8. Grill or roast vegetables. To grill vegetables, slice firm vegetables, brush with olive oil and grill on a BBQ or even in a frying pan. Alternatively, drizzle vegetables with olive oil and spices, tightly wrap in aluminum foil and place on the BBQ (or in the oven) until the vegetables are tender. To roast vegetables, cut firm vegetables (e.g., potato, turnip, broccoli, cauliflower, asparagus, squash, carrots or beets) into bite-sized pieces and place them in a bowl. Drizzle with olive oil and your favourite spices, mix them up with your hands and spread the vegetables evenly on a large cookie sheet. Put in a very hot oven (450 to 475°F) for 15 to 20 minutes. Check them occasionally. You may want to toss them around halfway through the cooking time.

9. Steam some vegetables. Learn how to quickly prepare steamed vegetables.

10. Whip up a healthy fruit smoothie in just a few minutes by blending low-fat milk, soy milk, or fat-free yogurt along with your favorite fresh or frozen fruit, a few tablespoons of leftover cooked grains (e.g., oatmeal) and a few ice cubes.

11. Make a fruit salad by assembling a bowl of cut-up fruit and top with fat-free yogurt, chopped nuts, raisins and perhaps a touch of something sweet like maple syrup.

12. Have soup. Making your own soup is very easy (and homemade soups freeze well). A basic soup recipe begins by stir-frying some chopped onions, garlic, celery and carrots in olive oil in a large pot until they are soft (about five minutes). Add a liquid such as low-sodium chicken or vegetable broth. Next add fresh, canned or frozen vegetables such as tomatoes, cauliflower, zucchini, green beans, corn, spinach, kale — whatever suits your fancy. For a heartier soup, add cooked grains (e.g., rice, barley), cooked beans, dried or cooked lentils, or some cubed cooked meat such as chicken. Season with salt, pepper and any spices you think would fit well. Bring the soup to a simmer, stirring occasionally. Let it simmer for a while, allowing the flavours to develop. If making soup seems like too much work, take canned soup such as minestrone, chicken noodle or even a plain tomato soup and add some extra vegetables such as canned corn, peas, beans or carrots. Throw in some herbs and spices for extra taste.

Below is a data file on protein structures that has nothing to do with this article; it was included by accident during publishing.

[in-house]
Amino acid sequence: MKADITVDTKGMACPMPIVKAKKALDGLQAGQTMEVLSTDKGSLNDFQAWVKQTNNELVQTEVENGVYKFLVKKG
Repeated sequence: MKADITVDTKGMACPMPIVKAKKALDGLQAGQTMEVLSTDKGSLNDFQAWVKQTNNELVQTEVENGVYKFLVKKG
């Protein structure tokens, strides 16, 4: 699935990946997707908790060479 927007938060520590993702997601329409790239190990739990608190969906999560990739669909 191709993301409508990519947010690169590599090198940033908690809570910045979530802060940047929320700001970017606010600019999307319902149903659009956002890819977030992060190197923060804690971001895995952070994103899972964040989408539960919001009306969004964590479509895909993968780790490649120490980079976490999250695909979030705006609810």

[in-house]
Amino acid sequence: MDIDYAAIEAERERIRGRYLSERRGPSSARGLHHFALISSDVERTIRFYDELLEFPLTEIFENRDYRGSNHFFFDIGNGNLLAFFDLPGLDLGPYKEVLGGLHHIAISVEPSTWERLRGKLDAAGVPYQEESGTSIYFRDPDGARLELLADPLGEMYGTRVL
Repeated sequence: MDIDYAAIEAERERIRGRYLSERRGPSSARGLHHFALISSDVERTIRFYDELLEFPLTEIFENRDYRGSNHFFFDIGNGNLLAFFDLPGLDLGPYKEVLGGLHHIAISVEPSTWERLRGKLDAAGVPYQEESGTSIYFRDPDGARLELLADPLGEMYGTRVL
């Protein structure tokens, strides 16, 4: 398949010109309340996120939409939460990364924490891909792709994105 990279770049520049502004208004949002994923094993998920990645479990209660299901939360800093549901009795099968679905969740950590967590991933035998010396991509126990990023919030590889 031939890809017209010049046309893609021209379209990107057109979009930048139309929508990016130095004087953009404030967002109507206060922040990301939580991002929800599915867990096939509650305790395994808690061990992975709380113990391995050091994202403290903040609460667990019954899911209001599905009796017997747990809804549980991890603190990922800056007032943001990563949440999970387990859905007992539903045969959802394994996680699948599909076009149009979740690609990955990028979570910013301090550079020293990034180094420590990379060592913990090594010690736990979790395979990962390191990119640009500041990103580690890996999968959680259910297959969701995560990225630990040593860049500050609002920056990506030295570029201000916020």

13. Make your own healthy pizza at home in minutes. For the base, use a slice of toasted whole grain bread, a whole grain pita or a whole grain tortilla. Top with a mixture of tomato sauce, a bit of olive oil and some spices such as basil and oregano. Add your favorite chopped vegetables, such as zucchini, mushrooms, peppers, tomato or olives. Finish with a bit of cheese and bake at 375°F for 10 to 15 minutes until the cheese melts and bubbles.

14. Stir-fry vegetables
. To stir-fry vegetables, cut firm vegetables (e.g., broccoli, bell peppers, cauliflower) into bite-sized pieces. Heat oil in a wok or deep frying pan with a heavy bottom until hot (but not smoking). Add vegetables and toss frequently until tender. If you want to add meat, stir-fry cubes of meat first and remove to a bowl. Add the cooked meat to the stir-fried vegetables and heat through. Add sauce for flavour.

15. Have a vegetarian day or two during the week. Try a Meatless Monday or a Tofu Tuesday.

16. Snack on nuts, seeds or dried fruit
. However, beware that dried fruit has a lot of natural sugars and nuts have a lot of healthy fat and calories, so don’t overdo it with these tasty snacks.

Back to top Back to top

© Concordia University